Low Hanging Fruit, Ripe for Inquiry: Considering the Quantitative Dimensions of Mixed Methods Research

Kayla M. Johnson, Frank Fernandez

Research output: Chapter in Book/Report/Conference proceedingChapterpeer-review

1 Scopus citations


This chapter provides an introductory lesson on the purpose of including quantitative data in mixed methods research studies. Depending on the researcher’s goal and the study context, quantitative data can be “low hanging fruit” that inspires qualitative research: (a) by determining whether qualitative or anecdotal evidence is generalizable, and/or (b) by coordinating quantitative and qualitative data collection in tandem along two parallel tracks. In this lesson, students engage in a case study activity that emphasizes four key components of mixed methods research design: interaction, sequencing, prioritization, and integration. The chapter offers a sample exercise that requires students to apply the lesson to an investigation of college access issues and to consider how they might use quantitative data in their study. The chapter ends with recommended readings to help instructors and students reinforce and master the use of quantitative data in mixed methods research.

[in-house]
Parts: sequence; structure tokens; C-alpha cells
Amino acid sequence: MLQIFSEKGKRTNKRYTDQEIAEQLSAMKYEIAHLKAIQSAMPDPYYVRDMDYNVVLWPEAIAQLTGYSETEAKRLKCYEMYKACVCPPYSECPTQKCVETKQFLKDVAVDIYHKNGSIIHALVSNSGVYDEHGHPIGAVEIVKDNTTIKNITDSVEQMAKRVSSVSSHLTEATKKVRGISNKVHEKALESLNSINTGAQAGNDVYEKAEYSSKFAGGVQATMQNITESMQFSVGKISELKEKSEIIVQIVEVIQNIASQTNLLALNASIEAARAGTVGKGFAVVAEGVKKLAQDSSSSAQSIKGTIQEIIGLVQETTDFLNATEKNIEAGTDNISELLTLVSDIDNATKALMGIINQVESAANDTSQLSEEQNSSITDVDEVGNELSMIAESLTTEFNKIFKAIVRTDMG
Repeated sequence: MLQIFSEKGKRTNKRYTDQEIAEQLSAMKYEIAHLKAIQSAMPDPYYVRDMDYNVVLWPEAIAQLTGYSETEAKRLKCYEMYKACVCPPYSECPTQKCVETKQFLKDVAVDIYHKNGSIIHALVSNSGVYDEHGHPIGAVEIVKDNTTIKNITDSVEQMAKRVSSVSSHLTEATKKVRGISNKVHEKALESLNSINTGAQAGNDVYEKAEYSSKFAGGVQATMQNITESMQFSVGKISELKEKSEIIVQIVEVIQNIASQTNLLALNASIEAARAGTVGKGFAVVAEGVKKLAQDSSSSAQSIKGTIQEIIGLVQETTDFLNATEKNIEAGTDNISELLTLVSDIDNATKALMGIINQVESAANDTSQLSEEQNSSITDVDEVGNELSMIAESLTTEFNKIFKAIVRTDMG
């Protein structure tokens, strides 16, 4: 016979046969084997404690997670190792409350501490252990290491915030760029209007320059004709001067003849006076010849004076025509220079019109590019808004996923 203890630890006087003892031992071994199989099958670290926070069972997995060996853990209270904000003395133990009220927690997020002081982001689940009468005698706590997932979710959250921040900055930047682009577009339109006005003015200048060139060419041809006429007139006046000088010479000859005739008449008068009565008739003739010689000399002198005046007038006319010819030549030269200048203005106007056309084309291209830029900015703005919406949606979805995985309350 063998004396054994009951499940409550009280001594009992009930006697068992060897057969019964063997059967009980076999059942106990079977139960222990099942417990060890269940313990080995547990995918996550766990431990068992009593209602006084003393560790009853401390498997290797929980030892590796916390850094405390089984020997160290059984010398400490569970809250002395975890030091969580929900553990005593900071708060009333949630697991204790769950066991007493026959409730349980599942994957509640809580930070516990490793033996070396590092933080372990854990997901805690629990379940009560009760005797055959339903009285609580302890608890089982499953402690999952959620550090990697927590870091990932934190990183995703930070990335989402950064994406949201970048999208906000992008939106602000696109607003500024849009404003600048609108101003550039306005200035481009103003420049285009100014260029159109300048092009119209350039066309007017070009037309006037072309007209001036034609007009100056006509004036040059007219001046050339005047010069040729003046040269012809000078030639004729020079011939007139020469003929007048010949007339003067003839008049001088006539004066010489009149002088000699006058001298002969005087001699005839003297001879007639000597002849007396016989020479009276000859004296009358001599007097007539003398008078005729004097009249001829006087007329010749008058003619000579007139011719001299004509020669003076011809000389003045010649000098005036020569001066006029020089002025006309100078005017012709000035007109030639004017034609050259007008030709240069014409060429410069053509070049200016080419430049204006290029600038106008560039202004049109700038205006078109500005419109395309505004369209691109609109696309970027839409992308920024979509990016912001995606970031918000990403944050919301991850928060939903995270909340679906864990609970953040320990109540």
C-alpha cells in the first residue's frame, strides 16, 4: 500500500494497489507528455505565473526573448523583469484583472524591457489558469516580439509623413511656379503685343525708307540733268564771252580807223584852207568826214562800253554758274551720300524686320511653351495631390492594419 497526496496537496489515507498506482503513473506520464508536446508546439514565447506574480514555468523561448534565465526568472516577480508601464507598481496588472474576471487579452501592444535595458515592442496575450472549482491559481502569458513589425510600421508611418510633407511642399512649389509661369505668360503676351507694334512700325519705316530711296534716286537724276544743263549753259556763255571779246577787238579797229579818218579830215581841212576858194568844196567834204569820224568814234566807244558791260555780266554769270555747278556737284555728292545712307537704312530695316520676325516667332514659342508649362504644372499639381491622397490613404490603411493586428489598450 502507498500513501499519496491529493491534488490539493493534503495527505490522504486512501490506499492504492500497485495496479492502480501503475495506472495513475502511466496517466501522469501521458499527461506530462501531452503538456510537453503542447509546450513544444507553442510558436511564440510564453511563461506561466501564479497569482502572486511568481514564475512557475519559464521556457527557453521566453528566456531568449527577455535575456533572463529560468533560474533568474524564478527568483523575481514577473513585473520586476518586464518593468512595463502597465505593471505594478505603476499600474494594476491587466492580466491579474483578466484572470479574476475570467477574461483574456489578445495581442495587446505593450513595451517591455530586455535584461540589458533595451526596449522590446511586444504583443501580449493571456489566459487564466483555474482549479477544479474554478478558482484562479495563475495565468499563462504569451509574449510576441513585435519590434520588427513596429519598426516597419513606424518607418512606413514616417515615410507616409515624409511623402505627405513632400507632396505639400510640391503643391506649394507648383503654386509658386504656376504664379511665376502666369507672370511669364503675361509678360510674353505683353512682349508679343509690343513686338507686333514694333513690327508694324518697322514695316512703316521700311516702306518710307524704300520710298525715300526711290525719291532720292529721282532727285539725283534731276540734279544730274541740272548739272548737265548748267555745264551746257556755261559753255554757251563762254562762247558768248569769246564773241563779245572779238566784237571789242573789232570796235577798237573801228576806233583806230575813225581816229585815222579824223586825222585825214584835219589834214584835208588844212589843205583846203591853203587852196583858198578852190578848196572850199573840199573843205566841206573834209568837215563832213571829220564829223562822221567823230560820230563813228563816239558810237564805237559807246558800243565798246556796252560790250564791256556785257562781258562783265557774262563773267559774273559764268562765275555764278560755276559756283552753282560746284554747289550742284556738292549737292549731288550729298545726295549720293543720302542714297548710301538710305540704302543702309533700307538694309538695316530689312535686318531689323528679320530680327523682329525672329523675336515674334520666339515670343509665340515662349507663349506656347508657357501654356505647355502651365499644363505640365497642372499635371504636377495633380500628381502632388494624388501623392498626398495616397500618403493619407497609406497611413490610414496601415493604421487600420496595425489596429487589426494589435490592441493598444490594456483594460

Original languageEnglish
Title of host publicationA Practical Guide to Teaching Research Methods in Education
Subtitle of host publicationLesson Plans and Advice from Faculty
Number of pages8
ISBN (Electronic)9781000851755
StatePublished - Jan 1 2023

Bibliographical note

Publisher Copyright:
© 2023 selection and editorial matter, Kayla M. Johnson and Frank Fernandez.

ASJC Scopus subject areas

  • General Social Sciences
  • General Psychology


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